clock menu more-arrow no yes mobile

Filed under:

Which Transitions Really Make a Difference?

Given the rather ho-hum - by Pete Carroll standards - performance of the football team so far this year, there's been a lot of back and forth here, there, and everywhere about what are the reasons. Plainly having a freshman quarterback and a lot of attrition on the defense is part of it, as have been the changes on the coaching staff.

But in the middle of the various conversations about whether Bates is in over his head, or whether Pete Carroll should bring back Norm Chow, and suchlike, I thought I would look and see if there are consistent patterns in the basic stats that correlate to significant coaching or personnel changes. The stats suggest that it's both the players and the coaches, and one could even argue that it's the players' level of talent and experience that matter more. It's not definitive, but take a look after the jump:

All I've done so far is look at the basics, as taken from the historical stats provided on the AD web site.

First, rushing and passing. There's no one great way to represent this, so I settled for stacked columns because it gives a good idea of the arc of total offense and defense over the years.


Looking at this, I was struck by several things:

  1. Plainly it mattered that Norm Chow left, but the impact wasn't felt until Leinart, Bush, and White et al left. They were more important than the coaching transition for the 2005 season results
  2. Holy shit, the 2005 team was like a Mongolian horde on offense until the end of the MNC game
  3. The 2005 team had to be like that on offense because the defense was a sieve, in yardage terms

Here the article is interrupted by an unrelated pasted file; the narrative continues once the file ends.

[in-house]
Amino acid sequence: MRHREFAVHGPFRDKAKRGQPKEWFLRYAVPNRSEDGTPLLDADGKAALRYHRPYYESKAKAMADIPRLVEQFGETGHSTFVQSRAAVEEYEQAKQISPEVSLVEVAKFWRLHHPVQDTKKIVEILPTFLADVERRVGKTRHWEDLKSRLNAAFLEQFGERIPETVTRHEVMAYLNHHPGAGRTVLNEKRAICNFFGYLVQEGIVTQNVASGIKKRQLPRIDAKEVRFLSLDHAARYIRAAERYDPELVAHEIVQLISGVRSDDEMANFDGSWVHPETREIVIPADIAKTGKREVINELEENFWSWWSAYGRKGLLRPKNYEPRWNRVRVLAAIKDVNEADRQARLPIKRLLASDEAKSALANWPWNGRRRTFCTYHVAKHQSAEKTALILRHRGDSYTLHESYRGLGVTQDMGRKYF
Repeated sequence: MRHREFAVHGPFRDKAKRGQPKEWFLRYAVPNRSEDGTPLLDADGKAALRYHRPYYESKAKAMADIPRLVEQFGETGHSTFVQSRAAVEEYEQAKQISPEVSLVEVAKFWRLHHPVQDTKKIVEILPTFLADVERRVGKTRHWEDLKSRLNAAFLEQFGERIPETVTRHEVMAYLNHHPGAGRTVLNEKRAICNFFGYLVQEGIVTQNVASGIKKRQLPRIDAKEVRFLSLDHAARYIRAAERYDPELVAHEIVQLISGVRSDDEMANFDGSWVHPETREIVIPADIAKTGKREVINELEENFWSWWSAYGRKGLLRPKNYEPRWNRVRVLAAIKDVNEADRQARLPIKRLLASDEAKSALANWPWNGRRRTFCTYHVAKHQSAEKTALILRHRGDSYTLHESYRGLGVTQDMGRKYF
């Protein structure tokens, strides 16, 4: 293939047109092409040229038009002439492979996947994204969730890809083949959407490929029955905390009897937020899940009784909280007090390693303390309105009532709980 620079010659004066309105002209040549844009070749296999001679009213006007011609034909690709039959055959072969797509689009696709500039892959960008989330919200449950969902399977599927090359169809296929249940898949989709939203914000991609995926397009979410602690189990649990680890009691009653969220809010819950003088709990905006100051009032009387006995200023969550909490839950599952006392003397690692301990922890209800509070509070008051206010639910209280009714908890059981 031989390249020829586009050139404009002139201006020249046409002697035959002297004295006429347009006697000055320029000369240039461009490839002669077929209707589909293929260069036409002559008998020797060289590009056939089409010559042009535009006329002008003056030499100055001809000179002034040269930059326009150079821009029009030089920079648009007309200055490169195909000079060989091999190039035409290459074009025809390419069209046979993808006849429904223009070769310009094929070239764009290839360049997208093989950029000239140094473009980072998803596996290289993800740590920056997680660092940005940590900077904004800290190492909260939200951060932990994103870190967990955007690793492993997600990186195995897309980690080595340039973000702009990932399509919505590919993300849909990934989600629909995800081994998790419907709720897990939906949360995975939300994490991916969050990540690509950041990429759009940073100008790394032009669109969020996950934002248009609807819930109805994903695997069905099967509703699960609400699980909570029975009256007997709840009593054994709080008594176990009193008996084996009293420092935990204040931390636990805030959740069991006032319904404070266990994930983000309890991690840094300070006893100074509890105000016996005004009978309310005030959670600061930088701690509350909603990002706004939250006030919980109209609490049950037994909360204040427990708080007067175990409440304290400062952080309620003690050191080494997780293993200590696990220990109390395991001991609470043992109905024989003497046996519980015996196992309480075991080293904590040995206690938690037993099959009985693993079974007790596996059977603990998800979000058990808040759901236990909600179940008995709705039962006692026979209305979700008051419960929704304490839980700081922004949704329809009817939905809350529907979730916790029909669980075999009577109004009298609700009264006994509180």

4. The presence or absence of Kiffin was less important than the year of experience for Booty and more crucially starting to get the running game back on track
  5. You can see the defense getting progressively better from 2006 through to the ridiculous stats of 2008
  6. Unless there's a Krakatoa-level explosion of offense, this is going to be the worst year, from a basic stats perspective, since 2001 for a Pete Carroll team, and by a wide margin

The points totals are pretty much in the same vein:


It's mildly interesting that the copious yardage given up by the defense in 2005 didn't translate into more points against USC. The total points scored against USC in 2008 borders on the absurd, the total is so small. And, again, the team is on track to beat 2001 but not by much.

About all that I'm willing to conclude from this is that much like selling gasoline at $4 per gallon established how much gas has to cost before people drive less, the 2009 season has proved how much you have to subtract in order to slow down USC's football team. For all that we've been talking about whether or not the rest of the conference has figured out Pete Carroll's schtick, especially on offense*, we can't ignore the combined effect of coaching and player changes - especially the latter. We might not even learn where the causes are next year, depending on who comes back on offense. It also suggests that unless Bates somehow manages to make the offense completely implode and also takes to running around naked and fondling the wives of major donors, there's not that much point in replacing him - we'd be just as likely to find ourselves enjoying another subpar year unless a freaking genius were to be brought in.